The games seem to be fizzing by our eyes as we hurtle headlong toward the nub-end of the season though, mercifully, this weekend (5-7th March) represents a chance for the poor, over-saturated footballing pilgrim to come up for air and take stock – proffering forth, as it does, a clear, concise and full round of ten Premier League fixtures with no outside interference from any of those meddling cup games that have been diluting the schedule for the past couple of weeks.
Have Chelsea left it too late?
Thanks largely to a 90-minute bout of resolutely ‘unfair’ refereeing (© Sir Alex), Chelsea managed to snaffle all three-points from under title-chasing Manchester United’s noses at Stamford Bridge on Tuesday evening – leading Frank Lampard to suggest that the Blues may still be ‘in with a shout’ after seeing his late penalty muscle his side to within 12 points of the Premier League summit with a game in hand on United and third-place Man City.
Chelsea will be hoping to utilise the momentum that their victory over United has afforded them by securing a win when they square-off against Blackpool on Monday evening as Carlo Ancelotti‘s side must now all of their 11 remaining Premier League games to have any hope of pipping the teams above and around them to the title.
A flawless haul of 33 points will take Chelsea’s cumulative tally to 81 at the end of the season meaning that, by assuming they beat current league leaders United on May 7th but that United win all of their remaining fixtures, they will still be 9 points behind Sir Alex Ferguson‘s side when the fat lady sings.
Effectively, Chelsea will require United to not only lose against them once again, but for their rivals to drop a hefty wodge of points elsewhere.
Essentially they are now relying on a fairly epic cock-up elsewhere to salvage anything from this season’s league campaign and, while stranger things have happened, it’s not looking particularly promising for Roman’s charges – that’ll teach ’em that you can’t be abject for three months in the middle and still expect for it to all come good at the finishing line.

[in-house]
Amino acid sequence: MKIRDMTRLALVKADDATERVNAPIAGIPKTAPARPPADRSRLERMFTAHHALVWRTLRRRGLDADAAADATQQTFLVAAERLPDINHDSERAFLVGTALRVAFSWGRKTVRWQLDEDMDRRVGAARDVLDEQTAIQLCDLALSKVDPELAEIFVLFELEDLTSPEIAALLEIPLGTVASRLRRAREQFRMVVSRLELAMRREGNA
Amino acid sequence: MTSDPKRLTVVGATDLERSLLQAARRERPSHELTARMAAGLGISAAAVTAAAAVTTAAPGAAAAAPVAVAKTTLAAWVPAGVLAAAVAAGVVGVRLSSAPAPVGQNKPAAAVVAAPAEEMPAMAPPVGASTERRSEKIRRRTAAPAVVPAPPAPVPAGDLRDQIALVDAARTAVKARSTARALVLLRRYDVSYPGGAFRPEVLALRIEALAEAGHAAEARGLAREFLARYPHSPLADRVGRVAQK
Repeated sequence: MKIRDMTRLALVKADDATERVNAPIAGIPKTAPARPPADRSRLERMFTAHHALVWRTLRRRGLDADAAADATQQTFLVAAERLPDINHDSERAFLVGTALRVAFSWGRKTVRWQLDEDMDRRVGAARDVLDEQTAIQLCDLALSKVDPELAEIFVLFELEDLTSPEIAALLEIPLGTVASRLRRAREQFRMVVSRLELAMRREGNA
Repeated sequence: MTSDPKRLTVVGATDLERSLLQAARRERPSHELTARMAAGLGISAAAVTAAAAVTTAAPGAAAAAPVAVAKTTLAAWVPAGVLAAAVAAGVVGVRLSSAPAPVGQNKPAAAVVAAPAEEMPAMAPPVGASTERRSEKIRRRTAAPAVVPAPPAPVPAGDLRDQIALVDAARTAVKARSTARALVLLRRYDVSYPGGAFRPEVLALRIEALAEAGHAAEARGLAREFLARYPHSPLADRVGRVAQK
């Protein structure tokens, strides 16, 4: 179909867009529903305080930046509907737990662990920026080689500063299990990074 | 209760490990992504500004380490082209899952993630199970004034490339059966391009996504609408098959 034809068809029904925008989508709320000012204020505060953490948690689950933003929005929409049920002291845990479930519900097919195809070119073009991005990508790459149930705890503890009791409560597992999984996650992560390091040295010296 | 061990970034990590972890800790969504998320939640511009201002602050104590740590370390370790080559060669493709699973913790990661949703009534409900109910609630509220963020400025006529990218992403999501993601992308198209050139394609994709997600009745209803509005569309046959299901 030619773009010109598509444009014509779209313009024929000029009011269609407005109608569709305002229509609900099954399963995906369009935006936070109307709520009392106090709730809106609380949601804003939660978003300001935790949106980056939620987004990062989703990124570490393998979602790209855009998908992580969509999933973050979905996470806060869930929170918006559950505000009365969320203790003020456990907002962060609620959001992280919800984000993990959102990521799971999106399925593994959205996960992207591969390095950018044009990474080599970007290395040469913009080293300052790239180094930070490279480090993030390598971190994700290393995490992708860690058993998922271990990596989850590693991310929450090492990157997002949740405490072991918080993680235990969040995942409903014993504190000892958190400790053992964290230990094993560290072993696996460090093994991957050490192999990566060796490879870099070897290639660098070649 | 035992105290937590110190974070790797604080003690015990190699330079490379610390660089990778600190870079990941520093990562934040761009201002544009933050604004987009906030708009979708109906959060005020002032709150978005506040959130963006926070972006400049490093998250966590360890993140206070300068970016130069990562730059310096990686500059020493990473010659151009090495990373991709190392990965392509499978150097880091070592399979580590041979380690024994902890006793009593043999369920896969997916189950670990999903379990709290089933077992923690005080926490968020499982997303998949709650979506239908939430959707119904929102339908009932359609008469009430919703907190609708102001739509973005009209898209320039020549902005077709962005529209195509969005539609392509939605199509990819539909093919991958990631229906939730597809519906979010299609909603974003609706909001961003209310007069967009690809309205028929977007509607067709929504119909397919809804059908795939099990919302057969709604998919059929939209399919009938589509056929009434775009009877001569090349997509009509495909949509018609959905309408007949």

Surely now (as Ancelotti has hinted in recent weeks), after months of dismal domestic form, Chelsea have begrudgingly accepted that victories from their remaining Premier League games should be merely pursued as a means to maintain a sense of momentum in the club’s continued bid to snag themselves a maiden Champions League trinket.
So who’s going to win it?
At least…I hope they will, for recreational betting purposes more than anything.
Whilst it’s only fair to mention Man City in passing, it doesn’t look like it’s going to be the year for the Premier League’s new-money yuppies, who will need to harvest ten wins from ten games to stand any chance of catching the two sides above them – and even then, Arsenal and Manchester United will have to come up with something particularly apocalyptic if City are going to usurp them both at the pinnacle.
The Gunners still have to play Liverpool and United before the end of the season, but their run-in schedule looks ineffably kinder than that of United – the only side above them in the current standings.
Arsene Wenger‘s side play out-of-form Sunderland this weekend, a game they are both expecting- and are ‘expected to-‘ win, leaving them with nine games left to continue gnawing away at United’s current (and perfectly assailable) four-point lead – and, with Rooney and co. veering wildly between the sublime and the resoundingly average throughout the season so far, it’s perfectly reasonable to expect a least one more turn-up for the books.
After missing their chance to end a six-year barren spell in the Carling Cup final last weekend, Arsenal responded with a resounding 5-0 FA Cup win over League One side Leyton Orient which, in turn, set up a quarter-final tie with Manchester United on March 12th.
Their progression through to the last 8 of the FA Cup means that Wenger’s band of tyros will now have to play Barcelona and United within a four-day period before returning to league duties with a game against West Brom the week after.
If anything, fatigue/injury will be Arsenal’s undoing being as they may well be involved in competition on three separate fronts from now until the Champions League final on 28th May – but with such a young talent pool at his disposal, Wenger’s mob may just have the legs to outstrip Ferguson’s ageing (in a relative sense) cronies as we enter the two-horse sprint stage of the 2010/11 Premier League season.